Nearly everyone in Yoknapatawpha is burdened by the past and often, more specifically, by what Canetti refers to as “the resentment of the dead” (262). As Byron Bunch notes, “A man will talk about how he’d like to escape from living folks. But it’s the dead folks that do him the damage” (75). The fear of the dead, as Canetti points out, is a universal element in human religious belief. The simple fact that the living have survived the dead is reason enough for this fear: “It is the jealousy of the dead that the living fear most, and they try to propitiate them by flattery and by offerings of food” (262), a practice that has evolved into the intricate ritualistic observances within the ancestor cults of China and Japan. In these countries, the dangerous presence of spirits is felt to be offset to some extent by the continued worship of individual fathers and grandfathers among the dead. In these cultures the necessity of having a son is also tied to the need for a descendent who will worship one’s own memory.

Hightower, of course, participates in his own less efficacious form of ancestor worship. One of his earliest memories is the discovery, at age eight, of his grandfather’s frock coat worn in the Civil War: “the cloth itself had assumed the properties of those phantoms who loomed heroic and tremendous against a background of thunder and smoke and torn flags which now filled his waking and sleeping life” (469). Hightower’s grandfather is, in reality, hardly a heroic figure, a fact that his death as a member of Van Dorn’s cavalry, not in the raid on Grant’s stores itself but in the inglorious aftermath in a henhouse while stealing chickens, makes clear. As is evident in the mythological figure that his grandson creates, a reckless hero who inspires admiration by his disregard for his own safety as much as by his “valor” in combat, the grandfather is an ironic figure, a representative of the instinctive impulse toward command that Canetti connects with oppression and tyranny. In Canetti’s terms, what the hero actually seeks is not the sort of “glory” that might be earned from self-sacrifice in the defense of his people but “the ever-growing sense of invulnerability” (229) from death that can only be won by seeking out and killing one’s enemies. The “pleasure of survival” that the hero earns by killing can be addictive to the point where “the significance of his victories is measured by the number of the dead” (230).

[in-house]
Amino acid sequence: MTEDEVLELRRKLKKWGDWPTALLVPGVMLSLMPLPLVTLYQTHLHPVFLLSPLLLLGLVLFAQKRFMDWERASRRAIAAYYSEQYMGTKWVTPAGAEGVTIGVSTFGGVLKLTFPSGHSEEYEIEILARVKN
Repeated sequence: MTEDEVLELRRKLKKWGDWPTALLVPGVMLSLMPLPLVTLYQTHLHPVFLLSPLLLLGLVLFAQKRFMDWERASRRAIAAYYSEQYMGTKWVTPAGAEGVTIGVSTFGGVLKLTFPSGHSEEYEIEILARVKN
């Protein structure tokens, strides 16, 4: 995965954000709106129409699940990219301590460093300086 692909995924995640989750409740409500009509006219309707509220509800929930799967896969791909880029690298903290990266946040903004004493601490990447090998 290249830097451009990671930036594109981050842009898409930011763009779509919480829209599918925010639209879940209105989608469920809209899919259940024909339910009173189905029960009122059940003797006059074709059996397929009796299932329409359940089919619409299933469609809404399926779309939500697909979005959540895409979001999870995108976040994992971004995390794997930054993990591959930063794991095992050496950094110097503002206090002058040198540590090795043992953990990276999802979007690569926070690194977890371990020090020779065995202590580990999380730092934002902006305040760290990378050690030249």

The narrative of Gail Hightower, from his lonely childhood obsession with the memory of his grandfather’s “heroism” and continuing through his misbegotten marriage, fraudulent ministry, and long exile on the very street where his grandfather was killed, is in fact Faulkner’s parable of mankind’s enslavement to an instinctive psychology of violence and of its long expiation and ultimate transcendence. At the conclusion of Chapter 20, Hightower reflects on heaven, “filled with . . . all the living who ever lived” (492)-an apparent attempt to transcend his burdened condition-but, as we see in his obsessive return to the memory of his grandfather’s cavalry charge, Hightower never escapes the schizophrenic burden of command.

As a “successor” who will never experience the challenge of war or achieve the legendary status of his grandfather, Hightower feels despair in his own life and disdain for his father’s bleak fatalism. To understand Hightower’s obsession with his grandfather, it is necessary to consider his relationship to a father who is himself an unfortunate successor filled with a sense of worthlessness and uncertainty concerning his own right to exist. An intense anxiety about “time,” which may be understood as anxiety about survival itself, is part of the frontier inheritance of Hightower, McEachern, Doc Hines, and others in the novel. In Hightower’s case, his father, at age thirty “a man of spartan sobriety beyond his years” (473), was consumed by an obsessive focus on survival. The father’s sheer drive and narrow ambition are “some throwback to the austere and not dim times not so long passed, when a man in that country had little of himself to waste and little time to do it in” (473).